TaKeTiNa—Exploring Life’s Rhythm
May 01, 2014 05:07PM
Flatischler, an Austrian percussionist trained at the University of Music and Performing Arts, in Vienna, traveled to Afghanistan and India, Korea and Japan, Cuba and Brazil, the Middle East and Africa, studying with master drummers of those cultures. He notes, “The most important question guiding me in those times was ‘Why are musicians doing what they are doing? What do they approach rhythm in this very special way?’ And each culture had different answers.” He needed to find the underlying rhythmic matrix that connects each of these cultures musically and eventually discovered the existence of primal rhythmic movements such as “pulse, cycle, subdivision, pulse”.
The stepping rhythm is supported by a Brazilian surdo bass drum, so there is stimulus from outside. The rhythmic voice of the participants is connected to the movements, so there is also stimulus that comes from inside. While the group recites the rhythm syllables, the leader talks freely over them and introduces yet another rhythm of clapping. It is a multilayered experience and opens the senses and awareness of everyone involved.
Before participants fall into this state of awareness, though, they witness how certain behavior patterns, inner reactions and old belief systems can hinder them from coming into flow with the rhythm, with the group and with themselves. This gives them a chance to become their own teacher, using the rhythm process as a mirror. At the climax of each journey, participants fall into a state of timelessness, fully merging with the rhythmic flow. After the journey is over, they take a deep rest in silence.
Flatischler says, “It connects people; through the falling in and falling out, through working with chaos and multilayered rhythms, into a direct experience of groove and flow, one of the most fundamental skills for any musician.”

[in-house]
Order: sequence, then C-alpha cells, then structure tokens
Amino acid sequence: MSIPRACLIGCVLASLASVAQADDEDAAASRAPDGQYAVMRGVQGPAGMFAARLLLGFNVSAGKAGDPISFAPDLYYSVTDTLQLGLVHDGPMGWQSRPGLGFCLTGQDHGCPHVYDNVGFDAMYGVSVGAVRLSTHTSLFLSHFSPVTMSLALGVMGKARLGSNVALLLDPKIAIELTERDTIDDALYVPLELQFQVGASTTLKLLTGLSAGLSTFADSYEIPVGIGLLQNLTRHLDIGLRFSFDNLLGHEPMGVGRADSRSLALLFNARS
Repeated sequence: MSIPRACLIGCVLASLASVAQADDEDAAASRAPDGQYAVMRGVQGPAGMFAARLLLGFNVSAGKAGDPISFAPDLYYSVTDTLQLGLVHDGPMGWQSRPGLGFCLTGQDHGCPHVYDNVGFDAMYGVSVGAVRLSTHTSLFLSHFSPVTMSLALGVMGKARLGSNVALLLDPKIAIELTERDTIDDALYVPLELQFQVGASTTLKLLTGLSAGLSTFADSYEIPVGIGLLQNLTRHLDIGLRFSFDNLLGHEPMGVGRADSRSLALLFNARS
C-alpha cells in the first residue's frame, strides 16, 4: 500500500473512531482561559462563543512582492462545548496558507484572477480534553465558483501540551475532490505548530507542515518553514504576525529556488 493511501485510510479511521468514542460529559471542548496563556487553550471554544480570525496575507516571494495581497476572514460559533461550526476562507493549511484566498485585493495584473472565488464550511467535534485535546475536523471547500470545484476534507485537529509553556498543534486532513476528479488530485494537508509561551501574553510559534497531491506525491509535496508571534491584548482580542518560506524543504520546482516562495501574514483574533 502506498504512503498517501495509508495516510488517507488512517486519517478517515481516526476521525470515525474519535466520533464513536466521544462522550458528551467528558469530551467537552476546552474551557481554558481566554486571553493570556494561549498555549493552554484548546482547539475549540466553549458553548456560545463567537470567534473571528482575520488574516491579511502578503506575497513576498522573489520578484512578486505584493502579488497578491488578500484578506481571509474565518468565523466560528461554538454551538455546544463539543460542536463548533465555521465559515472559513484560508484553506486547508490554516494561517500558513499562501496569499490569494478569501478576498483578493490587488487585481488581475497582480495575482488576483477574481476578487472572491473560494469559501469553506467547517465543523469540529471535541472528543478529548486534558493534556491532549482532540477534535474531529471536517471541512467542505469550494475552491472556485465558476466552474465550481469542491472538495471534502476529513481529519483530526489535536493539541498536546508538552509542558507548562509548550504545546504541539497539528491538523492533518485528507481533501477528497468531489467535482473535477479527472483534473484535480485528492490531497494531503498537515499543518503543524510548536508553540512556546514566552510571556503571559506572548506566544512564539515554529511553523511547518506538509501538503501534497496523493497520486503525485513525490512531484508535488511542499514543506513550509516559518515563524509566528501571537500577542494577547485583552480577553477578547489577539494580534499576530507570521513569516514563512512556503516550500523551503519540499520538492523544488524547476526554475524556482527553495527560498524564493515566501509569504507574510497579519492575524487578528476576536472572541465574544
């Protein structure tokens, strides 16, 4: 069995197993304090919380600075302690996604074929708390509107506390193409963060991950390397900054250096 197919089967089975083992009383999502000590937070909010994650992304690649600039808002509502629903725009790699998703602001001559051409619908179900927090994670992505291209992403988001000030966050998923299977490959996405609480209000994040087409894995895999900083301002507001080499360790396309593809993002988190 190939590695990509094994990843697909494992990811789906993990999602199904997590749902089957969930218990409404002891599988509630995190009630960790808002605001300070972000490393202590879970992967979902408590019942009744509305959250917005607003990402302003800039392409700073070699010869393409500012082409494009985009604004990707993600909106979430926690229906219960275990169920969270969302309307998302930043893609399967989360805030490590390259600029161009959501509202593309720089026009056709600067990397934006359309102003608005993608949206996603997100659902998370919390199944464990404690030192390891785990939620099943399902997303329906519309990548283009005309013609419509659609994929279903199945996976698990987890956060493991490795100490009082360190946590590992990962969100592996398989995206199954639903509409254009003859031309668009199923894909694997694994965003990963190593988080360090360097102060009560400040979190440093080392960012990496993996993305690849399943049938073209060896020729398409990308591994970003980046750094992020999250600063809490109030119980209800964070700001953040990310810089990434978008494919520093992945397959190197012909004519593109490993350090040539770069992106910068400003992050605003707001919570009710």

TaKeTiNa provides benefits in different realms: it can serve as a spiritual path, it can be used in therapy and it also can be focused on intense musical learning. For many, this is a sensational revelation and coincides with the discovery of their overall sensuality. Participants might have lost confidence in the beauty of their voice when they had to sing in school, but in the TaKeTiNa process, they are supported by the whole group and guided by the leader into resonant-sounding voice. Many of them regain their ability to sing and use their voice in a creative way in one workshop.
“One has the possibility to experience a great deal of freedom in TaKeTiNa because you can create you own individual journey, while at the same time being part of a collective process that unfolds continuously,” explains Flatischler. “You can lay down any time, move freely, move in the rhythm with steps, hands and voice, or participate with only one of these layers. That sounds almost impossible—that a complex group rhythm is able to unfold when everyone has the freedom to participate in his or her individual way. And yet this is the very heart of TaKeTiNa: polarities lose their either/or character. In TaKeTiNa, polarities complement one another.”
Scientists have taken notice of TaKeTiNa, as well. Over the last 10 years, fundamental medical research has provided evidence that at the molecular level, fatal cascades in diseases can only be disrupted in the vagotonus (state of regeneration) state, which is prompted by synchronicity and harmony. In addition, all repair processes produced naturally by the body take place only in the vagotonus state. This scientific evidence reflects thousands of years of knowledge about illness and recovery used by medical traditions over the ages.
“As a child, I was suffering from several psychosomatic diseases like asthma, heart arrhythmia and panic attacks,” relates Flatischler. “At the same time, I started to play piano at a very young age, so instinctively I knew that music contains a healing power that would help me stabilize my health and my psyche and my life.” He will be bringing TaKeTiNa to Atlanta, September 26 to 28, and plans to offer a master level training in 2015.
We acknowledge Colleen Caffrey and Amy Jackson for supplying source material to this story.